Vollum strain

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The Vollum Strain is one of the 89 known strains of the anthrax bacterium (Bacillus anthracis). It is named Vollum after Roy Vollum, the Canadian-born bacteriologist who first isolated it from a cow in Oxford, England. The "Vollum 14578" strain was selected for use in the bioweapons trials on Gruinard Island, which took place in 1942.

Like other forms of Anthrax, the Vollum strain becomes more virulent with exposure to more hosts. There is a sub-strain of it called Vollum 1B that is the weaponized form and was used in American warheads during the 1960s, but its origin is controversial.[1] One theory that originated from a bio weapons veteran, William C. Patrick III, is that Vollum 1B came from being altered when the microbiologist William A. Boyles inhaled anthrax spores on the job. According to him, the "B" is there to stand for Boyles. A competing theory is based on the fact that during the 40's and 50's, a British biological weapons program worked to enhance the virulence of the strain by passing it through a series of monkey hosts, which created a sub-strain of the Vollum strain called "M36". In papers that reference this "M36" sub-strain, it is called the Vollum 1B strain.[2]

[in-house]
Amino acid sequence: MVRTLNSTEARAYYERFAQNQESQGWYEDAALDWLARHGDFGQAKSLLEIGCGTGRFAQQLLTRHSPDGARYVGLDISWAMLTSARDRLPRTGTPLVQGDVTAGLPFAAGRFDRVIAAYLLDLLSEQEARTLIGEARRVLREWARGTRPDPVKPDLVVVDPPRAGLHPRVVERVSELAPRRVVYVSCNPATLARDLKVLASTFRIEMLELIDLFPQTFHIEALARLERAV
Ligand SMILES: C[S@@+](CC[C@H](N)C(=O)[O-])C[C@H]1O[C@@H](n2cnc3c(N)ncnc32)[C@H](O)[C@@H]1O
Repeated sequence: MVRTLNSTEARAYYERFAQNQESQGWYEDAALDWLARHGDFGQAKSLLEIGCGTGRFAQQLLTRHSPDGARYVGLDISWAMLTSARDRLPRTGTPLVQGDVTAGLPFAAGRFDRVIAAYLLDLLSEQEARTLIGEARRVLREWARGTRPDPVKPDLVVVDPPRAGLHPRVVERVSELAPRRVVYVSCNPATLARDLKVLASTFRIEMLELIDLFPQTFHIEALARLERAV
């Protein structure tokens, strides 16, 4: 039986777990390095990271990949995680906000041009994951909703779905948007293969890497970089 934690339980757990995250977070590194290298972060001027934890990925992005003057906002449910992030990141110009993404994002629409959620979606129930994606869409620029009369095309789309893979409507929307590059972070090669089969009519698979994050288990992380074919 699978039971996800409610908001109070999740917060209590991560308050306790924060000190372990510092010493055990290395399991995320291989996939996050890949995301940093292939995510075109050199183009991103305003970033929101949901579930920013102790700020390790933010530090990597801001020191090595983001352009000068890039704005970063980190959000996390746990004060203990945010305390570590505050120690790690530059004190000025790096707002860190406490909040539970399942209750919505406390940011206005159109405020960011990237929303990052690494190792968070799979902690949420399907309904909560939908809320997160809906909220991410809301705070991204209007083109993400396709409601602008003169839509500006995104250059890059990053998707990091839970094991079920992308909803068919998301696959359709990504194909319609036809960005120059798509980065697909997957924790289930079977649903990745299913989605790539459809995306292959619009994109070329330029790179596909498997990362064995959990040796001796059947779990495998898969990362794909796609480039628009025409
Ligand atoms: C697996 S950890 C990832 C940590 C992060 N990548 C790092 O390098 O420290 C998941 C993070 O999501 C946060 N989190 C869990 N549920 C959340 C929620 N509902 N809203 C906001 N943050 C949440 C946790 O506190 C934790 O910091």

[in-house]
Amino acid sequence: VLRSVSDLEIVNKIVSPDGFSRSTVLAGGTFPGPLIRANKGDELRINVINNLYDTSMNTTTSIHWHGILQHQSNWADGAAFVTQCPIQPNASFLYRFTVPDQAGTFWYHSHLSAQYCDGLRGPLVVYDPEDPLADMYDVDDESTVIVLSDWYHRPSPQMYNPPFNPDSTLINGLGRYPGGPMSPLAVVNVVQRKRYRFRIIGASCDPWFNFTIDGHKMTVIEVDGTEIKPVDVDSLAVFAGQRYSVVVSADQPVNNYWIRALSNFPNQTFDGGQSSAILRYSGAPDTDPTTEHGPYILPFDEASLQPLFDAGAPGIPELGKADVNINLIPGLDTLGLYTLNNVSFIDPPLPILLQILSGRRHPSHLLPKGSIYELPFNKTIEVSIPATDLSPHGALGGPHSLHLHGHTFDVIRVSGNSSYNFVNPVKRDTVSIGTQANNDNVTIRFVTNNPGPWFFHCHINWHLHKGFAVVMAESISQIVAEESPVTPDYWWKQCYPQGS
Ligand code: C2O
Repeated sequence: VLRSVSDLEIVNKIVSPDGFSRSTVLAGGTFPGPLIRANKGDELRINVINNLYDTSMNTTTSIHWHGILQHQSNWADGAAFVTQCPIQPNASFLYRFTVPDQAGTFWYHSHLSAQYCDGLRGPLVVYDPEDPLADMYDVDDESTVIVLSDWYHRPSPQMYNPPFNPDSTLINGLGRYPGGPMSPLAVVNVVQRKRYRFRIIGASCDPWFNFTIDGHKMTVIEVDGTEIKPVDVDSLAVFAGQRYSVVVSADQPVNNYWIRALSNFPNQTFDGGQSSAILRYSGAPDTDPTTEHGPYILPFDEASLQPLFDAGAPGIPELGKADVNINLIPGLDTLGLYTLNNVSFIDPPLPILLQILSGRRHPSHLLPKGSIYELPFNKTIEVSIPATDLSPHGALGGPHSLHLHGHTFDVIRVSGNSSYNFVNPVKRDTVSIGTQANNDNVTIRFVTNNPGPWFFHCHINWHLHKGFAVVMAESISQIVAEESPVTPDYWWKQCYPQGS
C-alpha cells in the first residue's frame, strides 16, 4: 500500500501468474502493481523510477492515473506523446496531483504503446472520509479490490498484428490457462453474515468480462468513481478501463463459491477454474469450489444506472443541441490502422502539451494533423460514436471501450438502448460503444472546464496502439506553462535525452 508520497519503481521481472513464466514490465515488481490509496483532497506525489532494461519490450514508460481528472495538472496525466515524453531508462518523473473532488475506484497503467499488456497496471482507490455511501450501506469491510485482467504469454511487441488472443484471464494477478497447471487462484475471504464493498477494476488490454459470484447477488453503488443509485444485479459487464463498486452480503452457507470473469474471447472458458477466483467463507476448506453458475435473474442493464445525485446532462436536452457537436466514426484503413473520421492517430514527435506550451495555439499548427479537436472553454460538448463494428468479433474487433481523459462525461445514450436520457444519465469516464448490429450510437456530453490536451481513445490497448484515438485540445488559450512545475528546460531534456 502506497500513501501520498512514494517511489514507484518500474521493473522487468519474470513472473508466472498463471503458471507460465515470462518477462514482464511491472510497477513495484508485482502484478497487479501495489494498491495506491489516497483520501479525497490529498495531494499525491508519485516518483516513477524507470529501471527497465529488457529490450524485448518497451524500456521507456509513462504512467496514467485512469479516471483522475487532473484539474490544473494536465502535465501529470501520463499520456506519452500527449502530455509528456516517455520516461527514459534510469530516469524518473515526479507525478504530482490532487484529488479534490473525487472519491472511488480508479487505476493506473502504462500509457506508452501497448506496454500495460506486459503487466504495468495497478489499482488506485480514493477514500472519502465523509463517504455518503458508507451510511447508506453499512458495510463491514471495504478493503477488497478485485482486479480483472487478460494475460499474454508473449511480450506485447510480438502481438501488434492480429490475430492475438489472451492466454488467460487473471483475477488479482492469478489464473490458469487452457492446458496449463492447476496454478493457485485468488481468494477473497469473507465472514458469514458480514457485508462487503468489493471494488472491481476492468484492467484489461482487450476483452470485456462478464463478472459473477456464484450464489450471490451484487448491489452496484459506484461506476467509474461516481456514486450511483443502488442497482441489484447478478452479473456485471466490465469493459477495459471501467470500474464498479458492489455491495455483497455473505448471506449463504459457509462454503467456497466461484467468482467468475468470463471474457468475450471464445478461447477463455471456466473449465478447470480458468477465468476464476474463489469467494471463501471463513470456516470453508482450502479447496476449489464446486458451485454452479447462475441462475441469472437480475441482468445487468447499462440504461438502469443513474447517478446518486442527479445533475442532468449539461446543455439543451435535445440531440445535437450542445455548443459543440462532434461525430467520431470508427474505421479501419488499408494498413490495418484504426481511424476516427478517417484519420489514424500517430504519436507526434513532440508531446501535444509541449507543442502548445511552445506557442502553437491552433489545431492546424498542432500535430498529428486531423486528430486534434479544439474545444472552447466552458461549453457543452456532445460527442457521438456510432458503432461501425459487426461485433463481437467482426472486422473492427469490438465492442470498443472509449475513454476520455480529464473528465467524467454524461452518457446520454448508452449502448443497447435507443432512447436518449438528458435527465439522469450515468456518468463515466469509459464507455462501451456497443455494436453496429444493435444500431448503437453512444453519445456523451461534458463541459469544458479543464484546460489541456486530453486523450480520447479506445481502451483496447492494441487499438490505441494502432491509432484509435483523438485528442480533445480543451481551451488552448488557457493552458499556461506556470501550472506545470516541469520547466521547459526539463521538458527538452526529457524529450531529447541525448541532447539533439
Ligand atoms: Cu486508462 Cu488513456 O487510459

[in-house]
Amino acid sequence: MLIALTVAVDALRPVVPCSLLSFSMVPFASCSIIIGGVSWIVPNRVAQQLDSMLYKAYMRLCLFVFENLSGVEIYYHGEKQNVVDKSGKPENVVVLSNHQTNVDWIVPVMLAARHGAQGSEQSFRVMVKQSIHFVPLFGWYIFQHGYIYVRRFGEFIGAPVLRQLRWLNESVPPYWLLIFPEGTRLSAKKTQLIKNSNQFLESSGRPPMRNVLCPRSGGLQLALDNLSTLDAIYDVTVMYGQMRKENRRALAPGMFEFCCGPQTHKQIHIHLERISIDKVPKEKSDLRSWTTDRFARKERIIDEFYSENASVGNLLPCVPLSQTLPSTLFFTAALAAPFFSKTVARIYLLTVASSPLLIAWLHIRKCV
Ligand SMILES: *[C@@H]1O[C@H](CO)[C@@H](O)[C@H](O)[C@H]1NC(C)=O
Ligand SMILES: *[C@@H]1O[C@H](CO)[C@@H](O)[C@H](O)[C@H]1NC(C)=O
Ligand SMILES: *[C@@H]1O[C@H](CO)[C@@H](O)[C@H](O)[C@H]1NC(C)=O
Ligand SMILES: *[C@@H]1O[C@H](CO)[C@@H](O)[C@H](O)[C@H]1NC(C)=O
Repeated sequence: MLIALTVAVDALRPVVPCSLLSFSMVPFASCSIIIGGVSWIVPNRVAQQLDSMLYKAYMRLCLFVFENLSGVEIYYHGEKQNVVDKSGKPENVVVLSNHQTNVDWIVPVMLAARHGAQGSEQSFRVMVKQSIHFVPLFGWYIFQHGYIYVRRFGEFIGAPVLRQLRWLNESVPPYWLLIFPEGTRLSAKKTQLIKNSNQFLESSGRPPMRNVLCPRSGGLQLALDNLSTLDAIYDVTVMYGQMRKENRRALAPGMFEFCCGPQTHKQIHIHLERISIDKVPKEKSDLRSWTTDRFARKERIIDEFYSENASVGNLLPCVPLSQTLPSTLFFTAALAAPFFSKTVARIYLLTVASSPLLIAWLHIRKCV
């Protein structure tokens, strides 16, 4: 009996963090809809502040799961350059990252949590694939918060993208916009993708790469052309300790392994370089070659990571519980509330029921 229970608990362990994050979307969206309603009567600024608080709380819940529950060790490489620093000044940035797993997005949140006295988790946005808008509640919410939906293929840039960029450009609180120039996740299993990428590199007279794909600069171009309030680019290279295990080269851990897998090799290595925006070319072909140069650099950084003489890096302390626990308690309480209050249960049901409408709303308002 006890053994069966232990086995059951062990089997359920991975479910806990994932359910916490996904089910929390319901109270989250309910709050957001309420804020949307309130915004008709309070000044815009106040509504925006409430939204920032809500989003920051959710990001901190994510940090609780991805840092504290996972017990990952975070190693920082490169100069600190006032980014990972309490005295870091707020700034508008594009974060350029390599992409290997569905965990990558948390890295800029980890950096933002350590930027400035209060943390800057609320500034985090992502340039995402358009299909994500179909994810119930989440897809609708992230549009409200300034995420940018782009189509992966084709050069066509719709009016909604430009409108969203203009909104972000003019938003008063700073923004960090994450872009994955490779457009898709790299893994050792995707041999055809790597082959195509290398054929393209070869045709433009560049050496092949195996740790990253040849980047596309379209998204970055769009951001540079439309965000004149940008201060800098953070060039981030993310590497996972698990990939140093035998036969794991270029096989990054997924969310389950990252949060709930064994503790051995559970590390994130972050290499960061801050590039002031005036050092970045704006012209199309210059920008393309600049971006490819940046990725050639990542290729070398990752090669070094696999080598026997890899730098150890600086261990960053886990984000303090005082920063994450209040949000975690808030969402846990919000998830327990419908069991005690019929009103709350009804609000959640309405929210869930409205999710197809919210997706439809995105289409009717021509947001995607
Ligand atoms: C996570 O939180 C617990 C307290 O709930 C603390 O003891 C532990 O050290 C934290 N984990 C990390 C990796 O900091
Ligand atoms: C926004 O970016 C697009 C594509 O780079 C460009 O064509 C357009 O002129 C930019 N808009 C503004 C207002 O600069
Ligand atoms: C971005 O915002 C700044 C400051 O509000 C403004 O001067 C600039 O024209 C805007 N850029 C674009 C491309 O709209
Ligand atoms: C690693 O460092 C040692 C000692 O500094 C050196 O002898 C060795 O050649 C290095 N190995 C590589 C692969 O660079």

The M36 Vollum was reliably virulent, as opposed to other newly mutated strains, and thus it was chosen along with other Vollum derived strains to be used as tests for the effectiveness of newly developed vaccines against anthrax. In fact, Vollum proved to be so effective, that it continued to be used as a testing strain for developing vaccines for several decades and has continued even to the present.[3]

Regardless of its use for good to develop vaccines against anthrax, the Vollum strain is still highly dangerous and is thought to have been the strain that the Iraqi government possessed during the Gulf War. Evidence for this supposition comes from a faction of the United Nations Special Commission, UNSCOM BW45, which analyzed samples from places that they believed to be dump sites and found 14 positive hits for the Vollum strain in the northern area of Al Hakam's boundary.[4]


  1. ^ Preston, Richard (2007). The Cobra Event. New York: Random House Publishing Group. p. 113. ISBN 9780345498137.
  2. ^ Shane, Scott. "Army harvested victims' blood to boost anthrax". UCLA Department of Epidemiology. Baltimore Sun. Retrieved 28 May 2014.
  3. ^ Jones, Susan (2010). Death in a Small Package. Baltimore: Johns Hopkins University Press. p. 161. ISBN 9781421402529.
  4. ^ Smithson, Amy (2011). Germ Gambits:The Bioweapons Dilemma. Stanford, CA: Stanford University Press. pp. 134–135. ISBN 9780804775533.